Lack of Imposture

17

September 4, 2019-

Every so often, when I get in a situation where it seems my presence isn’t wanted, the default status, known as Impostor Syndrome, jumps out and tries to say “Boo”.

I feel this, particularly when I go into a business establishment and am either given a pro-forma greeting, followed by a brush-off, or am treated rudely by one or more staff.  Then, there are those who cannot maintain eye contact for more than a minute or so.

In the old days, I’d figure I just wasn’t worth it.  Other people were okay, but I was a different matter.  This didn’t so much impact my casual friendships, but it did affect everything from my dating to employment interviews.

Experiences were thus limited and my own confidence had to start from the ground and work up.   Time in the Army helped-as I was responsible for accountable mail.  Time in college, afterward, wasn’t so beneficial, in terms of self-confidence, nor was the first part of my educational career.  It took marriage, the Baha’i Faith and time among Native Americans to build a solid foundation.  Still, I had trouble whenever I dealt with mainstream society.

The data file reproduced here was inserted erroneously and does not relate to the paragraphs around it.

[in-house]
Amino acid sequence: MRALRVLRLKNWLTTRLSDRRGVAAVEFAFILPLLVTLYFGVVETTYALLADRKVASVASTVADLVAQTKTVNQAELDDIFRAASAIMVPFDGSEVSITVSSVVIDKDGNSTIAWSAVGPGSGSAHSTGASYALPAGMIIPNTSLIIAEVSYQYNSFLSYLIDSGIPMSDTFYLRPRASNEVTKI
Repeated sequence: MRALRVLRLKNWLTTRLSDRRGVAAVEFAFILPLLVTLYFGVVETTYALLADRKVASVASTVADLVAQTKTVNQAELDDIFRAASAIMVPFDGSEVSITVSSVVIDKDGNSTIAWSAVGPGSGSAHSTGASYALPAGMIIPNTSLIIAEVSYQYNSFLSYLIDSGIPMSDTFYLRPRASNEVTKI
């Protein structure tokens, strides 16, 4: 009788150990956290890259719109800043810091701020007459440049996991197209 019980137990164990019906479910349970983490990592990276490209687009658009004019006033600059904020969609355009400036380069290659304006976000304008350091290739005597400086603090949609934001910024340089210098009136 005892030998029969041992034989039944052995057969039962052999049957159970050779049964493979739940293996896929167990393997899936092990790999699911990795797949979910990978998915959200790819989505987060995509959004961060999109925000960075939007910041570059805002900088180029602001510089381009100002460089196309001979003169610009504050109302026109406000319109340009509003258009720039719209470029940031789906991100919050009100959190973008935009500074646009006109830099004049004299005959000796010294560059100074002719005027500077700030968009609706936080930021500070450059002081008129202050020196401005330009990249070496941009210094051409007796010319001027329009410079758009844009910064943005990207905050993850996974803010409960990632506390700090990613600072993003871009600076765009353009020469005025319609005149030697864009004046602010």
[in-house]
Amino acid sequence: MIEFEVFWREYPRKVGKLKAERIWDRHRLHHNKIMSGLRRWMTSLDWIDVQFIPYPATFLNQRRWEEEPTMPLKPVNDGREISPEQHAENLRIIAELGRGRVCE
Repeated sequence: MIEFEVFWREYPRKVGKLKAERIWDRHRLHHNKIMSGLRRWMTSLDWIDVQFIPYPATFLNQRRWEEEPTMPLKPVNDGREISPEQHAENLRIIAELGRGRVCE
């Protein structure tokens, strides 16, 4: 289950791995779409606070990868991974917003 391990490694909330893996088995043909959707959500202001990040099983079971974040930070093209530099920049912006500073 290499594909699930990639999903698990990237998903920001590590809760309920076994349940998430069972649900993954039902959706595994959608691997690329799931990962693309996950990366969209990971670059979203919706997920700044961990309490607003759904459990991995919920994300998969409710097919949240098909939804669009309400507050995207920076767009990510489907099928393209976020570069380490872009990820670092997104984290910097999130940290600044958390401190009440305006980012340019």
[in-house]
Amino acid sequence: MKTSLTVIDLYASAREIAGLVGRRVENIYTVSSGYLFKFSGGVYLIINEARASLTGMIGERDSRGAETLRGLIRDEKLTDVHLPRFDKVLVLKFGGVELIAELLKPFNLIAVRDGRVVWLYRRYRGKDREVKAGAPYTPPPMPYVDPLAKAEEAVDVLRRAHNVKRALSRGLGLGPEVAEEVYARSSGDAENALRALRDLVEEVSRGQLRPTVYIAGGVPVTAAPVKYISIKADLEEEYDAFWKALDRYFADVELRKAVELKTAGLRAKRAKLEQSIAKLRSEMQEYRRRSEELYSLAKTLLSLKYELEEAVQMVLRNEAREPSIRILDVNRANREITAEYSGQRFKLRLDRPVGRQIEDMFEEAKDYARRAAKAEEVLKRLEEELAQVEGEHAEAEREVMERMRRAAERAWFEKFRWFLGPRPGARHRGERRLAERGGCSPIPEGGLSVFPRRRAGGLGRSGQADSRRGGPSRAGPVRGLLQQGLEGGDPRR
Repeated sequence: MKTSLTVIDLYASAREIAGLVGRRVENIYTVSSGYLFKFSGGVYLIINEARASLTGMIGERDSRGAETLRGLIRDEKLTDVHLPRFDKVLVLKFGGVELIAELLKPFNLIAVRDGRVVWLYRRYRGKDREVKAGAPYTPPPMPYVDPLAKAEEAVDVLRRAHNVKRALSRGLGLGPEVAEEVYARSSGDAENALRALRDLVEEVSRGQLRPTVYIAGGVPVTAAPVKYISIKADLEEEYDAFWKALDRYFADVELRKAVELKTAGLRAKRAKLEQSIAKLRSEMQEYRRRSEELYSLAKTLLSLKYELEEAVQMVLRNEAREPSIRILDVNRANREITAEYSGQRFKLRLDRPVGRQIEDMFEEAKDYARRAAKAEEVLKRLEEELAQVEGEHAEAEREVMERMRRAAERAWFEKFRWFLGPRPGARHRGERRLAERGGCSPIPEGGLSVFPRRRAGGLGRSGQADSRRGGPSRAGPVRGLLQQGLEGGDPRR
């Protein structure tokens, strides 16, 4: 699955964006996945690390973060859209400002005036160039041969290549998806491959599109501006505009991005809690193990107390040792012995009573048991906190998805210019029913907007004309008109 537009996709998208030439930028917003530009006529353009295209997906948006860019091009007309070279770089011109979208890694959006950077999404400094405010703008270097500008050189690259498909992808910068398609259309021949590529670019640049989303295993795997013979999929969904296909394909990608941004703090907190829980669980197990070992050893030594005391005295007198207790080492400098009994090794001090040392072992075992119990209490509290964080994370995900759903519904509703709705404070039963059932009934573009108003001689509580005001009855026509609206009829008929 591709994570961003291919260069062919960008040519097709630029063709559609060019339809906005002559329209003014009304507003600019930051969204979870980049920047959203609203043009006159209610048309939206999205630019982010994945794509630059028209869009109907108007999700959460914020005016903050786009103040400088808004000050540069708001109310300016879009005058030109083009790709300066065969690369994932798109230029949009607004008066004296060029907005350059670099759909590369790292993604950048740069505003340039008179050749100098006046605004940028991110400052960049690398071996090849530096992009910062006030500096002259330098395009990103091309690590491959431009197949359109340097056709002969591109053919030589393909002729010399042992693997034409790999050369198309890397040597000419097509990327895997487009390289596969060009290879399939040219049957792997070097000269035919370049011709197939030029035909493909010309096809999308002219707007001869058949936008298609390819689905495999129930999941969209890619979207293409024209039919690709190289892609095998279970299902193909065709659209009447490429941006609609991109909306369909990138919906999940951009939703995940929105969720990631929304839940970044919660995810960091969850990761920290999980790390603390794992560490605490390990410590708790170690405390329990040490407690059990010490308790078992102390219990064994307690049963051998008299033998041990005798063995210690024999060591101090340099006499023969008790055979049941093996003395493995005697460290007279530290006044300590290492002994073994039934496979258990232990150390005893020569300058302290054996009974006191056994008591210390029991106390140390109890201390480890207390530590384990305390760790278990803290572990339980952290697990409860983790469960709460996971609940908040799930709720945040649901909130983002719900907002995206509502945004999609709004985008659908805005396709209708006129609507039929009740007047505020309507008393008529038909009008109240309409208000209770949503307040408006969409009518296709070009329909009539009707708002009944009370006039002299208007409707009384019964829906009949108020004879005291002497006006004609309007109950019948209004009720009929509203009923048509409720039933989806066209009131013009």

Having to be on my own, since 2011, has erased most of this sense of imposture.  It started to come back, last Fall, when I was challenged by someone, as to my very basic level of competence.  I made it past that hurdle, only to have self-doubt re-surface, over the past  week.

So, it became needful to spend much of this day in reflection.  Some conclusions:  It is NOT my fault that the bar manager at a local restaurant was in a bad mood and avoided dealing with anyone dining at the bar, and not imbibing alcoholic beverages.  It is not my fault that a vendor at Farmer’s Market would prefer I not stop at her stand, and take her attention away from older women, who may or may not purchase items.  It is not my fault that a Hispanic waitress at a downtown diner prefers to not serve or interact with English-speaking patrons.

I will do what I can to accommodate these people, and others like them, but I will not, any longer, absorb a sense of imposture or unworthiness, into myself.